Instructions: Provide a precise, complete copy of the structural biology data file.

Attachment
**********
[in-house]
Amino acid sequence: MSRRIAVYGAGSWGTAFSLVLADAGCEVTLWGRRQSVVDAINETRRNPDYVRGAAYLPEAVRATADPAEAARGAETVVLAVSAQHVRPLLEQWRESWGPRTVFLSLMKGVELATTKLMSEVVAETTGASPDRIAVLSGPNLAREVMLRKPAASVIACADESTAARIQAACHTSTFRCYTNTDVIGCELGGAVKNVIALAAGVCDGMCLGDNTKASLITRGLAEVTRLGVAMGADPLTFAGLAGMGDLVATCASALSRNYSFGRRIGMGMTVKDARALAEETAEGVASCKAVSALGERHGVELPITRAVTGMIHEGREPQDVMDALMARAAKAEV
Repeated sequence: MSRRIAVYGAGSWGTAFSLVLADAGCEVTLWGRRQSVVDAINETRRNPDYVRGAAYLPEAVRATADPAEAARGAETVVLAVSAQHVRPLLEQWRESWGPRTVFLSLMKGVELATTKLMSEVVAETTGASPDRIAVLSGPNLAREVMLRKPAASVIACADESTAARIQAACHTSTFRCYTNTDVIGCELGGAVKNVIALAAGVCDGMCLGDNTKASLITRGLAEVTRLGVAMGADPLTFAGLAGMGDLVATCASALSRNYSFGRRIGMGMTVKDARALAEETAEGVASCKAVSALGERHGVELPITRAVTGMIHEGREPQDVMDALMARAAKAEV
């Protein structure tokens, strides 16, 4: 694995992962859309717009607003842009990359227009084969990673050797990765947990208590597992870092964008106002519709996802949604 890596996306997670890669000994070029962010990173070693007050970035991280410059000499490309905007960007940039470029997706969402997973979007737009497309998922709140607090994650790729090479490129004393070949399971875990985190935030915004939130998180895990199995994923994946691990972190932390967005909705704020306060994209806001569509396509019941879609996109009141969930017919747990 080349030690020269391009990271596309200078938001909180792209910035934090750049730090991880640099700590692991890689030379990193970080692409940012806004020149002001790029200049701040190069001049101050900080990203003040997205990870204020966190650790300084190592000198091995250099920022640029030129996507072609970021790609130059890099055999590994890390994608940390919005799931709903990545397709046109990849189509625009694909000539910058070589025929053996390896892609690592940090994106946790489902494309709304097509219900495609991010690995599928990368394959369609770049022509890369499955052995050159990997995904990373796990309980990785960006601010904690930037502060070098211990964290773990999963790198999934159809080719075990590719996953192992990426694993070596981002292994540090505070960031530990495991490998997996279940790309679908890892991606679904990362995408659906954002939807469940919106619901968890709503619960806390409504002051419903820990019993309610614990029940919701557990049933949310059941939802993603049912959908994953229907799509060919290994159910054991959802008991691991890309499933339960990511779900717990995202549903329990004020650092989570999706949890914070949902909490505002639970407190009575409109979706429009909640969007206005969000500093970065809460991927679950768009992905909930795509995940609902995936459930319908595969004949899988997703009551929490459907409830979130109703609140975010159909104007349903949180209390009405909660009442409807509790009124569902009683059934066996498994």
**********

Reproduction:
[in-house]
Amino acid sequence: MSRRIAVYGAGSWGTAFSLVLADAGCEVTLWGRRQSVVDAINETRRNPDYVRGAAYLPEAVRATADPAEAARGAETVVLAVSAQHVRPLLEQWRESWGPRTVFLSLMKGVELATTKLMSEVVAETTGASPDRIAVLSGPNLAREVMLRKPAASVIACADESTAARIQAACHTSTFRCYTNTDVIGCELGGAVKNVIALAAGVCDGMCLGDNTKASLITRGLAEVTRLGVAMGADPLTFAGLAGMGDLVATCASALSRNYSFGRRIGMGMTVKDARALAEETAEGVASCKAVSALGERHGVELPITRAVTGMIHEGREPQDVMDALMARAAKAEV
Repeated sequence: MSRRIAVYGAGSWGTAFSLVLADAGCEVTLWGRRQSVVDAINETRRNPDYVRGAAYLPEAVRATADPAEAARGAETVVLAVSAQHVRPLLEQWRESWGPRTVFLSLMKGVELATTKLMSEVVAETTGASPDRIAVLSGPNLAREVMLRKPAASVIACADESTAARIQAACHTSTFRCYTNTDVIGCELGGAVKNVIALAAGVCDGMCLGDNTKASLITRGLAEVTRLGVAMGADPLTFAGLAGMGDLVATCASALSRNYSFGRRIGMGMTVKDARALAEETAEGVASCKAVSALGERHGVELPITRAVTGMIHEGREPQDVMDALMARAAKAEV
């Protein structure tokens, strides 16, 4: 694995992962859309717009607003842009990359227009084969990673050797990765947990208590597992870092964008106002519709996802949604 890596996306997670890669000994070029962010990173070693007050970035991280410059000499490309905007960007940039470029997706969402997973979007737009497309998922709140607090994650790729090479490129004393070949399971875990985190935030915004939130998180895990199995994923994946691990972190932390967005909705704020306060994209806001569509396509019941879609996109009141969930017919747990 080349030690020269391009990271596309200078938001909180792209910035934090750049730090991880640099700590692991890689030379990193970080692409940012806004020149002001790029200049701040190069001049101050900080990203003040997205990870204020966190650790300084190592000198091995250099920022640029030129996507072609970021790609130059890099055999590994890390994608940390919005799931709903990545397709046109990849189509625009694909000539910058070589025929053996390896892609690592940090994106946790489902494309709304097509219900495609991010690995599928990368394959369609770049022509890369499955052995050159990997995904990373796990309980990785960006601010904690930037502060070098211990964290773990999963790198999934159809080719075990590719996953192992990426694993070596981002292994540090505070960031530990495991490998997996279940790309679908890892991606679904990362995408659906954002939807469940919106619901968890709503619960806390409504002051419903820990019993309610614990029940919701557990049933949310059941939802993603049912959908994953229907799509060919290994159910054991959802008991691991890309499933339960990511779900717990995202549903329990004020650092989570999706949890914070949902909490505002639970407190009575409109979706429009909640969007206005969000500093970065809460991927679950768009992905909930795509995940609902995936459930319908595969004949899988997703009551929490459907409830979130109703609140975010159909104007349903949180209390009405909660009442409807509790009124569902009683059934066996498994």